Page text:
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# Generalized Cullen and Woodall Numbers

The original "Cullen numbers", named after Rev. James Cullen who studied them in 1905, are numbers of the form n 2n + 1.

The original "Woodall numbers", named after H. J. Woodall who studied them in 1917, are numbers of the form n 2n - 1. They are sometimes also called Riesel numbers. For every Cullen number you can subtract 2 and get a corresponding Woodall number.

The "generalized" Cullen and Woodall numbers allow the base to be some number other than 2, and thus are of the form a ba ± 1. To avoid having every integer qualify, a and b must both be greater than 1. These "generalized" numbers were named by Paul Leyland, who has extensively studied the factorization of very large numbers of this form.

Because they are so similar, I am going to discuss the Cullen and Woodall/Riesel numbers together by eliminating the ±1 and just considering numbers of the form a×ba. I'll just call these "ABA nunbers".

Here is a table of some of the smaller ABA numbers, showing values less than 10,000:

n=2 n=3 n=4 n=5 n=6 n=7 n=8 n=9 ---- ---- ---- ---- ---- ---- ---- ---- b=2 8 24 64 160 384 896 2048 4608 b=3 18 81 324 1215 4374 b=4 32 192 1024 5120 b=5 50 375 2500 b=6 72 648 5184 b=7 98 1029 9604 b=8 128 1536 b=9 162 2187 b=10 200 3000 b=11 242 3993 b=12 288 5184 b=13 338 6591 b=14 392 8232 b=15 450 b=16 512 b=17 578 b=18 648 b=19 722 b=20 800 b=21 882 . . . b=69 9522 b=70 9800

For n=2, the b values go up to 70, so there are 69 ABA numbers in the n=2 column and only 27 in all the other columns put together. In general, within a finite interval, the values with n=2 form the majority of ABA numbers.

The first 3 columns of the table are sequences A001105 (2N2), A117642 (3N3), and A141046 (4N4). The rows are A036289 (N2N), A036290 (N3N), A018215 (N4N), A036291 (N5N), and so on.

Notice that the number 648 appears twice (row 6 and row 18). It is the first example of a "double solution" x = a ba = c dc: 648 = 3×63 = 2×182.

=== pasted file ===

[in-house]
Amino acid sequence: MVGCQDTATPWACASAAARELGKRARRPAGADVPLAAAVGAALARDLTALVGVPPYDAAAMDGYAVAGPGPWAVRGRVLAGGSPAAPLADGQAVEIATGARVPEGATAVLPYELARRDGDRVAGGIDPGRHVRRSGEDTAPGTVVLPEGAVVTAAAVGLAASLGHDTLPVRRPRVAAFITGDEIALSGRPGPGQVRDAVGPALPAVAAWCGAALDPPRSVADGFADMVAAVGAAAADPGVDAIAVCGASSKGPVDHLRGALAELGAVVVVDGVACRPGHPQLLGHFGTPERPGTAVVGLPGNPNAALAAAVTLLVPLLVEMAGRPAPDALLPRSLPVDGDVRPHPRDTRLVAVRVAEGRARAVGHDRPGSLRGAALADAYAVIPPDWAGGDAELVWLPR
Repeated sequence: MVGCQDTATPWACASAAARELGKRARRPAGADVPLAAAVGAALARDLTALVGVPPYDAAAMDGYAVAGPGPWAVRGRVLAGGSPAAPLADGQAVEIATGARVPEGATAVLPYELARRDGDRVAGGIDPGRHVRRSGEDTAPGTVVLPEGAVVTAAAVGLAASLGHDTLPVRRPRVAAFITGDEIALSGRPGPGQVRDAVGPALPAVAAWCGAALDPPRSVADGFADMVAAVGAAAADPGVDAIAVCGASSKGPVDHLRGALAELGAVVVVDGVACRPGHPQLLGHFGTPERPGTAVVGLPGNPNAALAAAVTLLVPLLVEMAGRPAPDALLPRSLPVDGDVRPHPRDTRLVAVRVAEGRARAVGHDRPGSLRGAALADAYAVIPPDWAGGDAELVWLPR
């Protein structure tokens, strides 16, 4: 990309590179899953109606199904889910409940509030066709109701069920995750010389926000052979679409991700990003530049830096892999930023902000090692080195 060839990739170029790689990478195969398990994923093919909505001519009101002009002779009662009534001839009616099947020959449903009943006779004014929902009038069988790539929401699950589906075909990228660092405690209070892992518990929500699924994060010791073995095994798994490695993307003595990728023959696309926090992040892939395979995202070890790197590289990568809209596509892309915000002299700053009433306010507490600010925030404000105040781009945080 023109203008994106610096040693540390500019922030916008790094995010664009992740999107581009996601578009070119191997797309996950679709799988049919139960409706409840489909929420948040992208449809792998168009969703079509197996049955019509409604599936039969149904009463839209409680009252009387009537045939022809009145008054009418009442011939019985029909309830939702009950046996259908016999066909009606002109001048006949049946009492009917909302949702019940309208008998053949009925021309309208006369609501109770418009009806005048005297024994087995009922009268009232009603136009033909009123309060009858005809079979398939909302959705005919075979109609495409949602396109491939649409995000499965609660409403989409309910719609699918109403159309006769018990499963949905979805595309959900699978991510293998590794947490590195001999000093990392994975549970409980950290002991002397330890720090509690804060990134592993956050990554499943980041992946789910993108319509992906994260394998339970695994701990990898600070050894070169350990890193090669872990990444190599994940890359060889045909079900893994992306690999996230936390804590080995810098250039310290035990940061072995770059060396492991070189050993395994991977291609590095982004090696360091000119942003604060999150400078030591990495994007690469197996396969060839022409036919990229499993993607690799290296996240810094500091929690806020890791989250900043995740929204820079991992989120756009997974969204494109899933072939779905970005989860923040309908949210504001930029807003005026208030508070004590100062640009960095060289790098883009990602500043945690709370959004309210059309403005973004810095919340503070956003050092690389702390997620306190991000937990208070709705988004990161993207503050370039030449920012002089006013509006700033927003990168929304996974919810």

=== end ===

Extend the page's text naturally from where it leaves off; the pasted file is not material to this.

Here are the values up to 100000. I show the numbers of the form 2b2 in italics, and numbers with multiple solutions (discussed next) in bold. This is Sloane's sequence A171607:

8, 18, 24, 32, 50, 64, 72, 81, 98, 128, 160, 162, 192, 200, 242, 288, 324, 338, 375, 384, 392, 450, 512, 578, 648, 722, 800, 882, 896, 968, 1024, 1029, 1058, 1152, *1215, 1250, 1352, 1458, 1536, 1568, 1682, 1800, 1922, 2048, 2178, 2187, 2312, 2450, 2500, 2592, 2738, 2888, *3000, 3042, 3200, 3362, 3528, 3698, 3872, 3993, 4050, 4232, 4374, 4418, 4608, 4802, 5000, 5120, 5184, 5202, 5408, 5618, 5832, 6050, 6272, 6498, 6591, 6728, 6962, 7200, 7442, 7688, 7938, 8192, 8232, 8450, 8712, 8978, 9248, 9522, 9604, 9800, 10082, 10125, 10240, 10368, 10658, 10952, 11250, 11552, 11858, 12168, 12288, 12482, 12800, 13122, 13448, 13778, 14112, 14450, 14739, 14792, 15138, *15309, 15488, 15625, 15842, 16200, 16384, 16562, 16928, 17298, 17496, 17672, 18050, 18432, 18818, 19208, 19602, 20000, 20402, 20577, 20808, 21218, 21632, 22050, 22472, *22528, 22898, 23328, 23762, 24000, 24200, 24576, 24642, 25088, 25538, 25992, 26244, 26450, 26912, 27378, 27783, *27848, 28322, 28800, 29282, 29768, 30258, 30752, 31250, *31752, 31944, 32258, 32768, 33282, 33800, 34322, 34848, *35378, 35912, 36450, 36501, 36992, 37538, 38088, 38642, 38880, 39200, 39762, 40000, 40328, 40898, 41472, 42050, *42632, 43218, 43808, 44402, 45000, 45602, 46208, *46818, 46875, 47432, 48050, 48672, 49152, 49298, 49928, *50562*, 51200, 51842, 52488, 52728, 53138, 53792, 54450, 55112, 55778, 56448, 57122, 57800, 58482, 58564, *59049, 59168, 59858, 60552, 61250, 61952, 62658, 63368, 64082, 64800, 65522, 65856, 66248, 66978, 67712, 68450, 69192, 69938, 70688, 71442, 72200, 72962, 73167, 73728, *74498, 75272, 76050, 76832, 77618, 78408, 79202, 80000, *80802, 81000, 81608, 82418, 82944, 83232, 84035, 84050, *84872, 85698, 86528, 87362, 88200, 89042, 89373, 89888, *90738, 91592, 92450, 93312, 93750, 94178, 95048, 95922, *96800*, 97682, 98304, 98568, 99458, 100352, ...